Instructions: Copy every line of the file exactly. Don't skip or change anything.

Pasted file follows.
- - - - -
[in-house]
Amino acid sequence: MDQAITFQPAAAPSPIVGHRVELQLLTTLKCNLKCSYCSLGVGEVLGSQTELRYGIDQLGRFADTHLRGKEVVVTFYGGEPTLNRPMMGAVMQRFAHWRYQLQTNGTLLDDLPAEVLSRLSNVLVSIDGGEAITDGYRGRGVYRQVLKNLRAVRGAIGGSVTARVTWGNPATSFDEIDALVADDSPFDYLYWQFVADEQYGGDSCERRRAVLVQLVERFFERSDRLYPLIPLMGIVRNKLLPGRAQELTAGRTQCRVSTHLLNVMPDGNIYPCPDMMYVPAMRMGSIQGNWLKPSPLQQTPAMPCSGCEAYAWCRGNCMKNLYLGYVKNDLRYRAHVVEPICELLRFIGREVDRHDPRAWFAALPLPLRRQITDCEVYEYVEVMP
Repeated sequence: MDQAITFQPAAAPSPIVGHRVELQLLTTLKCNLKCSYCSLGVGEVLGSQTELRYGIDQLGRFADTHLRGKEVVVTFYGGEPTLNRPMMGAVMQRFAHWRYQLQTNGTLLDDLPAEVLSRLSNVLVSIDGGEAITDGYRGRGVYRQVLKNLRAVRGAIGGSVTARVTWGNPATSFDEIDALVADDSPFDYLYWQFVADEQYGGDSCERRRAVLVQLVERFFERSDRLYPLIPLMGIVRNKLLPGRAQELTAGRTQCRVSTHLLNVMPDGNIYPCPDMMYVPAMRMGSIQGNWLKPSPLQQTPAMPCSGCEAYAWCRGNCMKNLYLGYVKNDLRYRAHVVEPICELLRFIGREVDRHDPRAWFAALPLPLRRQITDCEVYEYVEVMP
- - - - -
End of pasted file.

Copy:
[in-house]
Amino acid sequence: MDQAITFQPAAAPSPIVGHRVELQLLTTLKCNLKCSYCSLGVGEVLGSQTELRYGIDQLGRFADTHLRGKEVVVTFYGGEPTLNRPMMGAVMQRFAHWRYQLQTNGTLLDDLPAEVLSRLSNVLVSIDGGEAITDGYRGRGVYRQVLKNLRAVRGAIGGSVTARVTWGNPATSFDEIDALVADDSPFDYLYWQFVADEQYGGDSCERRRAVLVQLVERFFERSDRLYPLIPLMGIVRNKLLPGRAQELTAGRTQCRVSTHLLNVMPDGNIYPCPDMMYVPAMRMGSIQGNWLKPSPLQQTPAMPCSGCEAYAWCRGNCMKNLYLGYVKNDLRYRAHVVEPICELLRFIGREVDRHDPRAWFAALPLPLRRQITDCEVYEYVEVMP
Repeated sequence: MDQAITFQPAAAPSPIVGHRVELQLLTTLKCNLKCSYCSLGVGEVLGSQTELRYGIDQLGRFADTHLRGKEVVVTFYGGEPTLNRPMMGAVMQRFAHWRYQLQTNGTLLDDLPAEVLSRLSNVLVSIDGGEAITDGYRGRGVYRQVLKNLRAVRGAIGGSVTARVTWGNPATSFDEIDALVADDSPFDYLYWQFVADEQYGGDSCERRRAVLVQLVERFFERSDRLYPLIPLMGIVRNKLLPGRAQELTAGRTQCRVSTHLLNVMPDGNIYPCPDMMYVPAMRMGSIQGNWLKPSPLQQTPAMPCSGCEAYAWCRGNCMKNLYLGYVKNDLRYRAHVVEPICELLRFIGREVDRHDPRAWFAALPLPLRRQITDCEVYEYVEVMP